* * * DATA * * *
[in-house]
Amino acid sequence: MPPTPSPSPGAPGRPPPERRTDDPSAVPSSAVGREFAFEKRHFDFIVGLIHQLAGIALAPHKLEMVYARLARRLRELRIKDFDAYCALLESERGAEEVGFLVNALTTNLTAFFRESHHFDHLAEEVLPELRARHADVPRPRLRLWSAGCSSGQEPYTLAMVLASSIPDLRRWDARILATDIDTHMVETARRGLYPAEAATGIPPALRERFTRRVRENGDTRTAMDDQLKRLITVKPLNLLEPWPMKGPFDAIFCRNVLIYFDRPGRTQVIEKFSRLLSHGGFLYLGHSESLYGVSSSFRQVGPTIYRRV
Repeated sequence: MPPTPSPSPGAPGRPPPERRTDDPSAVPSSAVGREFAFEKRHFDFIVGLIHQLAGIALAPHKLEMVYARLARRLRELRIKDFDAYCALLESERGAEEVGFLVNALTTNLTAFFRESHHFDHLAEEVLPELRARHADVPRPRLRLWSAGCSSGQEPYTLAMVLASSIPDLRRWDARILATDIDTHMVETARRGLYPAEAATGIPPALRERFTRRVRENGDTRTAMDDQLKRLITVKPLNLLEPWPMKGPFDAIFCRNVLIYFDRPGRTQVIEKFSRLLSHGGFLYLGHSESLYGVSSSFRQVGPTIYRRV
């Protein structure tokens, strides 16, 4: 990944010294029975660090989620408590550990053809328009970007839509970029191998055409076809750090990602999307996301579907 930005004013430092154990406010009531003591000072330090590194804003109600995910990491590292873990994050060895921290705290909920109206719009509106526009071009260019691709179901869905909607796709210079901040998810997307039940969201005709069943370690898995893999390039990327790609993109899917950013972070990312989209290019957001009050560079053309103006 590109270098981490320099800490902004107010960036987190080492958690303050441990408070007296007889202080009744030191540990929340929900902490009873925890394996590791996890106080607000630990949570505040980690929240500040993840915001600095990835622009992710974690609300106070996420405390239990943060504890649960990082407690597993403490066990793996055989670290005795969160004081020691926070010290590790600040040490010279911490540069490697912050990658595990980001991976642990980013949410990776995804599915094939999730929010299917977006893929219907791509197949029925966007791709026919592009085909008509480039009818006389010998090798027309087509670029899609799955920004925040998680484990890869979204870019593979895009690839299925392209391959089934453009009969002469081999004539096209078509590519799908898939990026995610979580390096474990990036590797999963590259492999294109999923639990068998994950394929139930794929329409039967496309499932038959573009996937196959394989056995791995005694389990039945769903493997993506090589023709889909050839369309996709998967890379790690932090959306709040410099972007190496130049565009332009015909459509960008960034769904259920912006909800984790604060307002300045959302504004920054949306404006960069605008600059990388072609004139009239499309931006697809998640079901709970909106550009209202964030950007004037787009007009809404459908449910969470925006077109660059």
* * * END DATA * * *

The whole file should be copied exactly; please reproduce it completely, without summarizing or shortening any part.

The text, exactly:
[in-house]
Amino acid sequence: MPPTPSPSPGAPGRPPPERRTDDPSAVPSSAVGREFAFEKRHFDFIVGLIHQLAGIALAPHKLEMVYARLARRLRELRIKDFDAYCALLESERGAEEVGFLVNALTTNLTAFFRESHHFDHLAEEVLPELRARHADVPRPRLRLWSAGCSSGQEPYTLAMVLASSIPDLRRWDARILATDIDTHMVETARRGLYPAEAATGIPPALRERFTRRVRENGDTRTAMDDQLKRLITVKPLNLLEPWPMKGPFDAIFCRNVLIYFDRPGRTQVIEKFSRLLSHGGFLYLGHSESLYGVSSSFRQVGPTIYRRV
Repeated sequence: MPPTPSPSPGAPGRPPPERRTDDPSAVPSSAVGREFAFEKRHFDFIVGLIHQLAGIALAPHKLEMVYARLARRLRELRIKDFDAYCALLESERGAEEVGFLVNALTTNLTAFFRESHHFDHLAEEVLPELRARHADVPRPRLRLWSAGCSSGQEPYTLAMVLASSIPDLRRWDARILATDIDTHMVETARRGLYPAEAATGIPPALRERFTRRVRENGDTRTAMDDQLKRLITVKPLNLLEPWPMKGPFDAIFCRNVLIYFDRPGRTQVIEKFSRLLSHGGFLYLGHSESLYGVSSSFRQVGPTIYRRV
């Protein structure tokens, strides 16, 4: 990944010294029975660090989620408590550990053809328009970007839509970029191998055409076809750090990602999307996301579907 930005004013430092154990406010009531003591000072330090590194804003109600995910990491590292873990994050060895921290705290909920109206719009509106526009071009260019691709179901869905909607796709210079901040998810997307039940969201005709069943370690898995893999390039990327790609993109899917950013972070990312989209290019957001009050560079053309103006 590109270098981490320099800490902004107010960036987190080492958690303050441990408070007296007889202080009744030191540990929340929900902490009873925890394996590791996890106080607000630990949570505040980690929240500040993840915001600095990835622009992710974690609300106070996420405390239990943060504890649960990082407690597993403490066990793996055989670290005795969160004081020691926070010290590790600040040490010279911490540069490697912050990658595990980001991976642990980013949410990776995804599915094939999730929010299917977006893929219907791509197949029925966007791709026919592009085909008509480039009818006389010998090798027309087509670029899609799955920004925040998680484990890869979204870019593979895009690839299925392209391959089934453009009969002469081999004539096209078509590519799908898939990026995610979580390096474990990036590797999963590259492999294109999923639990068998994950394929139930794929329409039967496309499932038959573009996937196959394989056995791995005694389990039945769903493997993506090589023709889909050839369309996709998967890379790690932090959306709040410099972007190496130049565009332009015909459509960008960034769904259920912006909800984790604060307002300045959302504004920054949306404006960069605008600059990388072609004139009239499309931006697809998640079901709970909106550009209202964030950007004037787009007009809404459908449910969470925006077109660059």